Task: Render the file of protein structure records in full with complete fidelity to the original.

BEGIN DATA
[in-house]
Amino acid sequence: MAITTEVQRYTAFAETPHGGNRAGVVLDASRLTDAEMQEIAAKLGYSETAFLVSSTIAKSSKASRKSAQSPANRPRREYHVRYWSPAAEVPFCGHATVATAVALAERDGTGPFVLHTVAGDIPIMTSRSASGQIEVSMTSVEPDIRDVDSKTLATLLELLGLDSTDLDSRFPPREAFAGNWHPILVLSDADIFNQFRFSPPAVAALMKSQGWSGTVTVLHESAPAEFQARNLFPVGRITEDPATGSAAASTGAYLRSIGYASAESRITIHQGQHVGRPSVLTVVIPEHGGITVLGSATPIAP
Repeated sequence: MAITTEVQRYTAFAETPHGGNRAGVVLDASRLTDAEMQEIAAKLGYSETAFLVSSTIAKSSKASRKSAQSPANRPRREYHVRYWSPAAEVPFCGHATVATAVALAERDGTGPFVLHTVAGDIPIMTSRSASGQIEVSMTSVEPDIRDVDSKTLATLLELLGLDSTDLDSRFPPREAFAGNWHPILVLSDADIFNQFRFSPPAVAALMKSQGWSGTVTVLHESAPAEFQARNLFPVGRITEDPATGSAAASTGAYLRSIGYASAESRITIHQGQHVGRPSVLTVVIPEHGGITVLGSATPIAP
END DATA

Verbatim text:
[in-house]
Amino acid sequence: MAITTEVQRYTAFAETPHGGNRAGVVLDASRLTDAEMQEIAAKLGYSETAFLVSSTIAKSSKASRKSAQSPANRPRREYHVRYWSPAAEVPFCGHATVATAVALAERDGTGPFVLHTVAGDIPIMTSRSASGQIEVSMTSVEPDIRDVDSKTLATLLELLGLDSTDLDSRFPPREAFAGNWHPILVLSDADIFNQFRFSPPAVAALMKSQGWSGTVTVLHESAPAEFQARNLFPVGRITEDPATGSAAASTGAYLRSIGYASAESRITIHQGQHVGRPSVLTVVIPEHGGITVLGSATPIAP
Repeated sequence: MAITTEVQRYTAFAETPHGGNRAGVVLDASRLTDAEMQEIAAKLGYSETAFLVSSTIAKSSKASRKSAQSPANRPRREYHVRYWSPAAEVPFCGHATVATAVALAERDGTGPFVLHTVAGDIPIMTSRSASGQIEVSMTSVEPDIRDVDSKTLATLLELLGLDSTDLDSRFPPREAFAGNWHPILVLSDADIFNQFRFSPPAVAALMKSQGWSGTVTVLHESAPAEFQARNLFPVGRITEDPATGSAAASTGAYLRSIGYASAESRITIHQGQHVGRPSVLTVVIPEHGGITVLGSATPIAP